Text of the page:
Lymphocyte function associated antigen-1 (LFA-1) is expressed on leukocytes and interacts with ICAM-1 expressed on APCs and some tumor cells. This interaction induces T cell IL-2 and IFN-gamma production and can thus complement but not substitute, the B7/CD28 costimulatory interaction (Fenton et al., 1998). LFA-1 is thus a further example of a costimulatory molecule that could be provided in a vaccination protocol in the various ways discussed above for B7.
Complete CTL activation and effector function requires Th cell help through the interaction between the Th cell CD40L (CD40 ligand) molecule and the CD40 molecule expressed by DCs (Ridge et al., Nature 393:474, 1998; Bennett et al., Nature 393:478, 1998; Schoenberger et al., Nature 393:480, 1998). This mechanism of this costimulatory signal is likely to involve upregulation of B7 and associated IL-6/IL-12 production by the DC (APC). The CD40-CD40L interaction thus complements the signal 1 (antigen/MHC-TCR) and signal 2 (B7-CD28) interactions.
The use of anti-CD40 antibodies to stimulate DC cells directly, would be expected to enhance a response to tumor associated antigens which are normally encountered outside of an inflammatory context or are presented by non-professional APCs (tumor cells). Other methods for inducing maturation of dendritic cells, e.g., by increasing CD40-CD40L interaction, or by contacting DCs with CpG-containing oligodeoxynucleotides or stimulatory sugar moieties from extracellular matrix, are known in the art. In these situations Th help and B7 costimulation signals are not provided. This mechanism might be used in the context of antigen pulsed DC based therapies or in situations where Th epitopes have not been defined within known tumor associated antigen precursors.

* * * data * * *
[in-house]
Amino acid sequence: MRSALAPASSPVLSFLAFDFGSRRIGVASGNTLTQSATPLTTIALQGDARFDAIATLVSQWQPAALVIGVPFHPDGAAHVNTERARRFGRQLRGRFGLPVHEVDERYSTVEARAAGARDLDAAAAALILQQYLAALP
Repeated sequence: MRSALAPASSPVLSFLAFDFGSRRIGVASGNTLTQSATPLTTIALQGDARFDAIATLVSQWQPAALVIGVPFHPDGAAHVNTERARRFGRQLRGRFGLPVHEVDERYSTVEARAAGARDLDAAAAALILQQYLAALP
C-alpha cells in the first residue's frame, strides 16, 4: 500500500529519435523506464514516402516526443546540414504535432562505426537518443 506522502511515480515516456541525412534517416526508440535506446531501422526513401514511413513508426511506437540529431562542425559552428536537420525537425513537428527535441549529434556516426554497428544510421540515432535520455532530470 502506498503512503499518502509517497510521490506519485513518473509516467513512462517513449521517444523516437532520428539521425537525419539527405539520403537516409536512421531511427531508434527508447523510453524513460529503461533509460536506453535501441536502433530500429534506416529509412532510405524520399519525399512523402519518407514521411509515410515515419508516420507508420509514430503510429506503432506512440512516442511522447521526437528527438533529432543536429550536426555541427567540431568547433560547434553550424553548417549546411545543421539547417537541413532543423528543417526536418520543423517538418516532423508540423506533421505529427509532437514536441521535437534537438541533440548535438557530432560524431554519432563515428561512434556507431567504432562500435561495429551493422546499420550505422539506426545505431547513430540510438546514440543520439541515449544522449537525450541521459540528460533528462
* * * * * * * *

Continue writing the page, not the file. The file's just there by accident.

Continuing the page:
When administered, the therapeutic compositions of the present invention are administered in pharmaceutically acceptable preparations. Such preparations may routinely contain pharmaceutically acceptable concentrations of salt, buffering agents, preservatives, compatible carriers, supplementary immune potentiating agents such as adjuvants and cytokines and optionally other therapeutic agents.
The preparations of the invention are administered in effective amounts. An effective amount is that amount of a pharmaceutical preparation that alone, or together with further doses, stimulates the desired response. In the case of treating cancer, the desired response is inhibiting the progression of the cancer. This may involve only slowing the progression of the disease temporarily, although more preferably, it involves halting the progression of the disease permanently. In the case of inducing an immune response, the desired response is an increase in antibodies or T lymphocytes which are specific for the SSX-2 immunogen(s) employed. These desired responses can be monitored by routine methods or can be monitored according to diagnostic methods of the invention discussed herein.
Where it is desired to stimulate an immune response using a therapeutic composition of the invention, this may involve the stimulation of a humoral antibody response resulting in an increase in antibody titer in serum, a clonal expansion of cytotoxic lymphocytes, or some other desirable immunologic response. It is believed that doses of immunogens ranging from one nanogram/kilogram to 100 milligrams/kilogram, depending upon the mode of administration, would be effective. The preferred range is believed to be between 500 nanograms and 500 micrograms per kilogram. The absolute amount will depend upon a variety of factors, including the material selected for administration, whether the administration is in single or multiple doses, and individual patient parameters including age, physical condition, size, weight, and the stage of the disease. These factors are well known to those of ordinary skill in the art and can be addressed with no more than routine experimentation.